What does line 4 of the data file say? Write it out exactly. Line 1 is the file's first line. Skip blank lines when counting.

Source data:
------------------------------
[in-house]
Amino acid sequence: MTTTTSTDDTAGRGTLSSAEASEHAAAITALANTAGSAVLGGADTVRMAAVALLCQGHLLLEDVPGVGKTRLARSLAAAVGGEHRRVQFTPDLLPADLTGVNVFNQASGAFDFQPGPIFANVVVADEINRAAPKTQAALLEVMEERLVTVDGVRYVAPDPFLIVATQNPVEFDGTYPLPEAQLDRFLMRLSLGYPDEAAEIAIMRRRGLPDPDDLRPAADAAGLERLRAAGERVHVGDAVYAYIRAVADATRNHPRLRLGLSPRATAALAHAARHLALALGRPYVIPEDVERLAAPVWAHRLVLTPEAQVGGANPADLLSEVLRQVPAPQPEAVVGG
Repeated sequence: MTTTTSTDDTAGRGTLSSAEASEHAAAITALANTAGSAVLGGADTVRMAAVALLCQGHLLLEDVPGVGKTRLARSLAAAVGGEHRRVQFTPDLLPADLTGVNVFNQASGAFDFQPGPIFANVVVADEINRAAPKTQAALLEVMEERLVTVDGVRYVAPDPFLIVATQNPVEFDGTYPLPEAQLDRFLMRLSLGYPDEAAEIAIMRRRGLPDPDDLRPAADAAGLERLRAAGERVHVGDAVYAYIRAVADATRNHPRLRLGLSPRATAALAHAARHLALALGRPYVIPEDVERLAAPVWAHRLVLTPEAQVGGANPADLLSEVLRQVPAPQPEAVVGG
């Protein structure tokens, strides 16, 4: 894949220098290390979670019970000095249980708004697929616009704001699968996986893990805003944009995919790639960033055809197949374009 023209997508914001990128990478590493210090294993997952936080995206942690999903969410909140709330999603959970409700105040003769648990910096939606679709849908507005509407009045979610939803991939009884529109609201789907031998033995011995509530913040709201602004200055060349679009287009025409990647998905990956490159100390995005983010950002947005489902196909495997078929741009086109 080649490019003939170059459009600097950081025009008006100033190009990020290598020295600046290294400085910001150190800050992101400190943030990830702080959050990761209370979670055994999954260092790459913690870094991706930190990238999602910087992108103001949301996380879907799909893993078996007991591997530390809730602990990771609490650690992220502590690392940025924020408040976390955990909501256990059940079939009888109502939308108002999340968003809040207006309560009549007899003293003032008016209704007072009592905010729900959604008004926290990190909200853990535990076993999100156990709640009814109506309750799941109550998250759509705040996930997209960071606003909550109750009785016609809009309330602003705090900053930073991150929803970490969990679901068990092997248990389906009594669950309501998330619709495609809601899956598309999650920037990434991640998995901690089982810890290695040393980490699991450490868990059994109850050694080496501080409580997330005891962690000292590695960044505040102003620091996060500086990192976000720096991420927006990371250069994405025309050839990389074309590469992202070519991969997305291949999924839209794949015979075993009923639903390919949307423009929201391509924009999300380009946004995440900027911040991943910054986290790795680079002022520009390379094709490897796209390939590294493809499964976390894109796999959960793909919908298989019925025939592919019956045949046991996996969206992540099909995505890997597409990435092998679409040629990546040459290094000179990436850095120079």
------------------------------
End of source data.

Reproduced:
């Protein structure tokens, strides 16, 4: 894949220098290390979670019970000095249980708004697929616009704001699968996986893990805003944009995919790639960033055809197949374009 023209997508914001990128990478590493210090294993997952936080995206942690999903969410909140709330999603959970409700105040003769648990910096939606679709849908507005509407009045979610939803991939009884529109609201789907031998033995011995509530913040709201602004200055060349679009287009025409990647998905990956490159100390995005983010950002947005489902196909495997078929741009086109 080649490019003939170059459009600097950081025009008006100033190009990020290598020295600046290294400085910001150190800050992101400190943030990830702080959050990761209370979670055994999954260092790459913690870094991706930190990238999602910087992108103001949301996380879907799909893993078996007991591997530390809730602990990771609490650690992220502590690392940025924020408040976390955990909501256990059940079939009888109502939308108002999340968003809040207006309560009549007899003293003032008016209704007072009592905010729900959604008004926290990190909200853990535990076993999100156990709640009814109506309750799941109550998250759509705040996930997209960071606003909550109750009785016609809009309330602003705090900053930073991150929803970490969990679901068990092997248990389906009594669950309501998330619709495609809601899956598309999650920037990434991640998995901690089982810890290695040393980490699991450490868990059994109850050694080496501080409580997330005891962690000292590695960044505040102003620091996060500086990192976000720096991420927006990371250069994405025309050839990389074309590469992202070519991969997305291949999924839209794949015979075993009923639903390919949307423009929201391509924009999300380009946004995440900027911040991943910054986290790795680079002022520009390379094709490897796209390939590294493809499964976390894109796999959960793909919908298989019925025939592919019956045949046991996996969206992540099909995505890997597409990435092998679409040629990546040459290094000179990436850095120079």